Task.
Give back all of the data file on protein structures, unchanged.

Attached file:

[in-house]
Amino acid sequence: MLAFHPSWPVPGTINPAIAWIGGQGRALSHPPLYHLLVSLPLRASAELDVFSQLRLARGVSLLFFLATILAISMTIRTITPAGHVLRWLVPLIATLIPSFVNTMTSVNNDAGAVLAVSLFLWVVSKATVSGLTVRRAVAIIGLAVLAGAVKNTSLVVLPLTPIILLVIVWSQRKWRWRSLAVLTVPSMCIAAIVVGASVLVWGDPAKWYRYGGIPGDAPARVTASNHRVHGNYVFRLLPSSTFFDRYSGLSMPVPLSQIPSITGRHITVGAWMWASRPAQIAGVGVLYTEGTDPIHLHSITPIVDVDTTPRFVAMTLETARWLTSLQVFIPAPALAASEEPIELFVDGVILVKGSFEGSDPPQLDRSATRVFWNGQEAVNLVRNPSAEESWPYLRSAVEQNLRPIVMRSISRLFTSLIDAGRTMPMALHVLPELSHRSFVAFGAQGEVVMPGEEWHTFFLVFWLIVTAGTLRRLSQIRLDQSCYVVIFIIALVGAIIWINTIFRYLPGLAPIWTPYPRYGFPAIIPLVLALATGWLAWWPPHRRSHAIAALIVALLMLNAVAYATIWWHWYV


[in-house]
Amino acid sequence: MLAFHPSWPVPGTINPAIAWIGGQGRALSHPPLYHLLVSLPLRASAELDVFSQLRLARGVSLLFFLATILAISMTIRTITPAGHVLRWLVPLIATLIPSFVNTMTSVNNDAGAVLAVSLFLWVVSKATVSGLTVRRAVAIIGLAVLAGAVKNTSLVVLPLTPIILLVIVWSQRKWRWRSLAVLTVPSMCIAAIVVGASVLVWGDPAKWYRYGGIPGDAPARVTASNHRVHGNYVFRLLPSSTFFDRYSGLSMPVPLSQIPSITGRHITVGAWMWASRPAQIAGVGVLYTEGTDPIHLHSITPIVDVDTTPRFVAMTLETARWLTSLQVFIPAPALAASEEPIELFVDGVILVKGSFEGSDPPQLDRSATRVFWNGQEAVNLVRNPSAEESWPYLRSAVEQNLRPIVMRSISRLFTSLIDAGRTMPMALHVLPELSHRSFVAFGAQGEVVMPGEEWHTFFLVFWLIVTAGTLRRLSQIRLDQSCYVVIFIIALVGAIIWINTIFRYLPGLAPIWTPYPRYGFPAIIPLVLALATGWLAWWPPHRRSHAIAALIVALLMLNAVAYATIWWHWYV